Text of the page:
Adaptation of Literature for Film
Cross-listed as Film 4935 and Theatre 4935. This upper-divison course will explore adaptation principles and practices with a variety of forms of literature that were not originally written for film.
This course studies the relation between literature and film via a detailed analysis of popular movies and the literary texts that inspired them. Although we shall discuss some historical and theoretical texts, particularly at the beginning the course, the emphasis overall lies on close readings of the chosen texts and the corresponding films. A central goal of this course is to question the “fidelity” model on which most comparative analyses of film and literature are (still) based.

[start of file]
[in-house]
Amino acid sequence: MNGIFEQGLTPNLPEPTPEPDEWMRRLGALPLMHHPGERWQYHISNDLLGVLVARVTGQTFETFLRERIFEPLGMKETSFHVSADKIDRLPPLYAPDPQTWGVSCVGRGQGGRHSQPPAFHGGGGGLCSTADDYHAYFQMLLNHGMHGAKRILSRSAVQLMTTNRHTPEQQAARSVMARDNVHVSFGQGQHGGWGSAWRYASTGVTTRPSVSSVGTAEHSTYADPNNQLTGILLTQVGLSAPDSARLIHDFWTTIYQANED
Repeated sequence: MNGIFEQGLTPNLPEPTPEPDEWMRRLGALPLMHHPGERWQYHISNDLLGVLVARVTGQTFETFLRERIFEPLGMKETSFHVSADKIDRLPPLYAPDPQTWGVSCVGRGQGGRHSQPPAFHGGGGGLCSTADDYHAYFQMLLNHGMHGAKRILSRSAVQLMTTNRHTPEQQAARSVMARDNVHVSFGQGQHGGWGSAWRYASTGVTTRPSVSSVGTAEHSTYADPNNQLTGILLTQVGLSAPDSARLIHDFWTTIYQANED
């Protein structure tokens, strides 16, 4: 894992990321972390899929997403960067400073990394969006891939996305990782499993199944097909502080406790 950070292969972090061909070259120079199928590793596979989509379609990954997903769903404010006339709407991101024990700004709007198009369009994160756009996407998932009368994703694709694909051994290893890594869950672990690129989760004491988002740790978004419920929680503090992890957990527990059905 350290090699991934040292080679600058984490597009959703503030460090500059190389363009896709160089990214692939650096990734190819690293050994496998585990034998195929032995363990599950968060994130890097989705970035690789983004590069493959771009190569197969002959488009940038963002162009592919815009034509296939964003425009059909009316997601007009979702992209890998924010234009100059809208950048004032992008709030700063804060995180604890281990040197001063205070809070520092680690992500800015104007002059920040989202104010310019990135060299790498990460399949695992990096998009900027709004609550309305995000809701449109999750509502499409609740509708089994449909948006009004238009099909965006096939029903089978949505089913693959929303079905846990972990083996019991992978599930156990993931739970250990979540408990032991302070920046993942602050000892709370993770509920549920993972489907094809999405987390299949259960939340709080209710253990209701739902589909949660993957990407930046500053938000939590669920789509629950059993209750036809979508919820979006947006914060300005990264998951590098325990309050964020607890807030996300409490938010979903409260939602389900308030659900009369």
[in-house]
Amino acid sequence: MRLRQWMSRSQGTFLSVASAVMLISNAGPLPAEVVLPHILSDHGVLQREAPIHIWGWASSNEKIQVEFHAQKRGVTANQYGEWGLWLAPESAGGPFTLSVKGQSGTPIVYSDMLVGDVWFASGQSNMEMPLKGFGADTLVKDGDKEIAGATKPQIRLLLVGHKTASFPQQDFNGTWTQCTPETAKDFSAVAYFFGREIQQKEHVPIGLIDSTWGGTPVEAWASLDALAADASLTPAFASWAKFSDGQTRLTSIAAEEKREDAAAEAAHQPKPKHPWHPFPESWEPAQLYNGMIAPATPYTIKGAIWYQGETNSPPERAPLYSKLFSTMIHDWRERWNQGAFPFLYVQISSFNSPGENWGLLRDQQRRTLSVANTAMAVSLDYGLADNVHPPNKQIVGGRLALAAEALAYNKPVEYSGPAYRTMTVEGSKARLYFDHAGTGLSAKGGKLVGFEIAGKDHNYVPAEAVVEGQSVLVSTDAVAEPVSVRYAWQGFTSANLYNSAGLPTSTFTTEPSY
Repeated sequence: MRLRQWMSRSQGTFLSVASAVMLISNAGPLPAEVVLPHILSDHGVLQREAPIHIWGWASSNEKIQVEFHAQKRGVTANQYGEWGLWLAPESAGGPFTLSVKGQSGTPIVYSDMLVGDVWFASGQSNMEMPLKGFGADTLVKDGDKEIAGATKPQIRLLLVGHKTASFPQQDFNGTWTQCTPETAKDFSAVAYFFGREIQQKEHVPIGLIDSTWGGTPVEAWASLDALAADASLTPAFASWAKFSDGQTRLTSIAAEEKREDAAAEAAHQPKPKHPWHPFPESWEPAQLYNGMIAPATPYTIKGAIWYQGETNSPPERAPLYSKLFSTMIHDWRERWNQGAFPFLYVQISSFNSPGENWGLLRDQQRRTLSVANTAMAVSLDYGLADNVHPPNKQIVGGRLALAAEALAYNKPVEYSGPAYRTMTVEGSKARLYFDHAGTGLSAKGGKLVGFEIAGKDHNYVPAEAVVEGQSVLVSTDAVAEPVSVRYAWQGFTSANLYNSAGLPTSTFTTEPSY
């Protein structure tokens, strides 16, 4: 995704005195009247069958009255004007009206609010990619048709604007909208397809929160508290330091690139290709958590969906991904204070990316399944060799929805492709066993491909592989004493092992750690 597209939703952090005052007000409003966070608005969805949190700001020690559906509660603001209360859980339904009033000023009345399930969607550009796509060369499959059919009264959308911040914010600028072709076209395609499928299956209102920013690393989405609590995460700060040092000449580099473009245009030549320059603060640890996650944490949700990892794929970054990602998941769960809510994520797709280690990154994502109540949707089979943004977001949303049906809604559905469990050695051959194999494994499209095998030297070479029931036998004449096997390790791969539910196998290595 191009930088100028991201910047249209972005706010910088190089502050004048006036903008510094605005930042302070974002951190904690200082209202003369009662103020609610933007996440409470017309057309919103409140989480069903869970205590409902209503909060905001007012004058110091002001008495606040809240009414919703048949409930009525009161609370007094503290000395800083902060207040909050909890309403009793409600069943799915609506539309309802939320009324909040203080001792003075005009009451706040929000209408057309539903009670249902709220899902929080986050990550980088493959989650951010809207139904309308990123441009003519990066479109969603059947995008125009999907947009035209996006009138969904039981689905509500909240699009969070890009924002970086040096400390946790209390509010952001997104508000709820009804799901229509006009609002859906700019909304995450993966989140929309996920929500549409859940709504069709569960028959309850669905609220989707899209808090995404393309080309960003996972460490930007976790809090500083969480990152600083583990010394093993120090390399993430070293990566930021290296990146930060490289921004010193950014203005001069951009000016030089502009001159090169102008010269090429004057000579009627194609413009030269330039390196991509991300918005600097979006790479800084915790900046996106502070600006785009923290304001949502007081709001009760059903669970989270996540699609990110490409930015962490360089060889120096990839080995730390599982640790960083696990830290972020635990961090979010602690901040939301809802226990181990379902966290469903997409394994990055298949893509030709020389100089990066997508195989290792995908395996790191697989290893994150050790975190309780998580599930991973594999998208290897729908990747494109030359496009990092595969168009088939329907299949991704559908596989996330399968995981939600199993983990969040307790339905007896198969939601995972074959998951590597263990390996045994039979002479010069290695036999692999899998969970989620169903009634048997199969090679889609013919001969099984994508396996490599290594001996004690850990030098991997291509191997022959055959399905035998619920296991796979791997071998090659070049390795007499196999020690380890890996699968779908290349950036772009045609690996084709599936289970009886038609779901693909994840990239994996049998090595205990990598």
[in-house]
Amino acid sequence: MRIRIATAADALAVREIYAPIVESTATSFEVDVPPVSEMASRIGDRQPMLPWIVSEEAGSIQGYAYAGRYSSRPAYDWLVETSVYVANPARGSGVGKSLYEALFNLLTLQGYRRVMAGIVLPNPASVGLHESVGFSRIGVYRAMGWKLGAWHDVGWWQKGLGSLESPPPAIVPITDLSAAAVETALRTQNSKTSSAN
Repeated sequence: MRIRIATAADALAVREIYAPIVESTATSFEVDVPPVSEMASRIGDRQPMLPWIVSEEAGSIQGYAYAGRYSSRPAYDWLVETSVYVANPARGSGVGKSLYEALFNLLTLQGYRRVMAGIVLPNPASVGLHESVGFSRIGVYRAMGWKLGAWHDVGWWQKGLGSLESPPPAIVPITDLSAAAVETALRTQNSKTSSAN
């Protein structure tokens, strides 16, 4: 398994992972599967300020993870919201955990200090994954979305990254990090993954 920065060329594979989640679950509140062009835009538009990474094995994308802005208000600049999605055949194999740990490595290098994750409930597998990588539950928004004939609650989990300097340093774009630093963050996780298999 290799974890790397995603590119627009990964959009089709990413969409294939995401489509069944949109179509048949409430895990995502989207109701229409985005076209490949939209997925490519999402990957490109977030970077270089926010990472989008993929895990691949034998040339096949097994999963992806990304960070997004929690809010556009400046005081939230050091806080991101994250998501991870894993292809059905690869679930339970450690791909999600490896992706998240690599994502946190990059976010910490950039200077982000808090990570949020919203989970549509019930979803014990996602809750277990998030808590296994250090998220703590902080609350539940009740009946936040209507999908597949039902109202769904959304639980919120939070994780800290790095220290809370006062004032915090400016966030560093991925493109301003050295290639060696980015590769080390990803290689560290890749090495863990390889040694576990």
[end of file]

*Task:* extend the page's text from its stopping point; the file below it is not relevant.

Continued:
- Timothy Corrigan (ed), Literature and Film. An Introduction and Reader, 2nd ed. (London and New York: Routledge, 2012).
- Lewis Carroll, Alice in Wonderland (1865)
- Joseph Conrad, Heart of Darkness (1899)
- Franz Kafka, The Trial (1922)
- Dashiell Hammett, The Maltese Falcon (1930)
- Stanislav Lem, Solaris (1961)
- Philip K. Dick, Do Androids Dream of Electronic Sheep? (1968)
- James Dickey, Deliverance (1970)
- Stephen King, The Shining (1977)
- Cormac McCarthy, No Country for Old Men (2005)
- John Huston, The Maltese Falcon (1941)
- Disney, Alice in Wonderland (1951 Disney; 1999 version)
- Stanley Kubrick, The Shining (1962)
- Orson Welles, The Trial (1962)
- Weissberg, Deliverance (1972)
- Tarkovsky, Solaris (1972)
- Coppola, Apocalypse Now (1979)
- Kubrick, The Shining (1980)
- Scott, Blade Runner (1982)
- Soderbergh, Solaris (2002)
- Coen Brothers, No Country for Old Men (2007)